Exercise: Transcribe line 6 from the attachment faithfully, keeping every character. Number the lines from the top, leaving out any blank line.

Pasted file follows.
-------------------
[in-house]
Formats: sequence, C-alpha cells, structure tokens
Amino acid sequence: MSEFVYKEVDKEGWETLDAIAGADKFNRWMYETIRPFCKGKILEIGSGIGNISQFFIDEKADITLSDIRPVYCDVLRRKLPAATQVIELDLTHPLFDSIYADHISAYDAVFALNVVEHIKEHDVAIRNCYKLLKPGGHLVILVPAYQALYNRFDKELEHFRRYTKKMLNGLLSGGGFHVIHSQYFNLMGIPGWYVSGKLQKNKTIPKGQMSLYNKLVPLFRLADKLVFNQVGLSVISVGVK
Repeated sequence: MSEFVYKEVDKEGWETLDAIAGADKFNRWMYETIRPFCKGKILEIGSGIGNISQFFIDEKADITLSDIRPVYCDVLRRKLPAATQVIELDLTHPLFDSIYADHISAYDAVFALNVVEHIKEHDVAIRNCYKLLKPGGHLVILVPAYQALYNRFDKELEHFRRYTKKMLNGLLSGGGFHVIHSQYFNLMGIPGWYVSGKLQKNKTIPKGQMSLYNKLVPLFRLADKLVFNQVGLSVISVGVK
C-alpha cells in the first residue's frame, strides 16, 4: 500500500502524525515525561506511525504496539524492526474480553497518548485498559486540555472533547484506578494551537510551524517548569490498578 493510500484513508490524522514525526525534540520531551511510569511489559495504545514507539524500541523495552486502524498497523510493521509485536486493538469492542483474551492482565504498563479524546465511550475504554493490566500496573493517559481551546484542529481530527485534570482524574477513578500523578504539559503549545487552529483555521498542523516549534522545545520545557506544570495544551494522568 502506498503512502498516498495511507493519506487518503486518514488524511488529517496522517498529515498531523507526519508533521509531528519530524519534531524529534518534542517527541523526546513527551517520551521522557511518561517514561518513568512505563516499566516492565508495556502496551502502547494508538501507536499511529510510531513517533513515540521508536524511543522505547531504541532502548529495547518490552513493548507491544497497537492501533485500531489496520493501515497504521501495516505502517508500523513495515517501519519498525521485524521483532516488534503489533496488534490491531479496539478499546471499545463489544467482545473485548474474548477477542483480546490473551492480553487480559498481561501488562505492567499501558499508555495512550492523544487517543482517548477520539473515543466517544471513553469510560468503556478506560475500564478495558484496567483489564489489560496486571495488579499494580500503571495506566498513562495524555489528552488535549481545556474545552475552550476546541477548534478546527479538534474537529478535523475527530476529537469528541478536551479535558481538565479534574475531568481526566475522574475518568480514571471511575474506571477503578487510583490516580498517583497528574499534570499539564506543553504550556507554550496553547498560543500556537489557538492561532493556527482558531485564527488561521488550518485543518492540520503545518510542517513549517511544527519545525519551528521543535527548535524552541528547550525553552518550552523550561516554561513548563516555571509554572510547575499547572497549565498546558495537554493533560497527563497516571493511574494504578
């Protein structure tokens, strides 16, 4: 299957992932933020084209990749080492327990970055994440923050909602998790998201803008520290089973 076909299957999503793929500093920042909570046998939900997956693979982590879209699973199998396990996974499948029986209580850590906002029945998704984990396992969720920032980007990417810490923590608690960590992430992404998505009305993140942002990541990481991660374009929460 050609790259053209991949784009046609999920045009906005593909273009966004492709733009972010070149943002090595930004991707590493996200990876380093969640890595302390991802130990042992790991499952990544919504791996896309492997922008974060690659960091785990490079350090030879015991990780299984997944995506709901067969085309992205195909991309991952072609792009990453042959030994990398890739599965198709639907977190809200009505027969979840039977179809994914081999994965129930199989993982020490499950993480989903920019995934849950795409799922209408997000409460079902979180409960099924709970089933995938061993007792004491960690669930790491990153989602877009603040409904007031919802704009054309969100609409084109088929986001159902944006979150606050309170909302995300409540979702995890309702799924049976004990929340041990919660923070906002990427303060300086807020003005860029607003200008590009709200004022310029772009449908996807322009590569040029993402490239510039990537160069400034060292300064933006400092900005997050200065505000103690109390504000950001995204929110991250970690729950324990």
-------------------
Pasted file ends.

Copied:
């Protein structure tokens, strides 16, 4: 299957992932933020084209990749080492327990970055994440923050909602998790998201803008520290089973 076909299957999503793929500093920042909570046998939900997956693979982590879209699973199998396990996974499948029986209580850590906002029945998704984990396992969720920032980007990417810490923590608690960590992430992404998505009305993140942002990541990481991660374009929460 050609790259053209991949784009046609999920045009906005593909273009966004492709733009972010070149943002090595930004991707590493996200990876380093969640890595302390991802130990042992790991499952990544919504791996896309492997922008974060690659960091785990490079350090030879015991990780299984997944995506709901067969085309992205195909991309991952072609792009990453042959030994990398890739599965198709639907977190809200009505027969979840039977179809994914081999994965129930199989993982020490499950993480989903920019995934849950795409799922209408997000409460079902979180409960099924709970089933995938061993007792004491960690669930790491990153989602877009603040409904007031919802704009054309969100609409084109088929986001159902944006979150606050309170909302995300409540979702995890309702799924049976004990929340041990919660923070906002990427303060300086807020003005860029607003200008590009709200004022310029772009449908996807322009590569040029993402490239510039990537160069400034060292300064933006400092900005997050200065505000103690109390504000950001995204929110991250970690729950324990």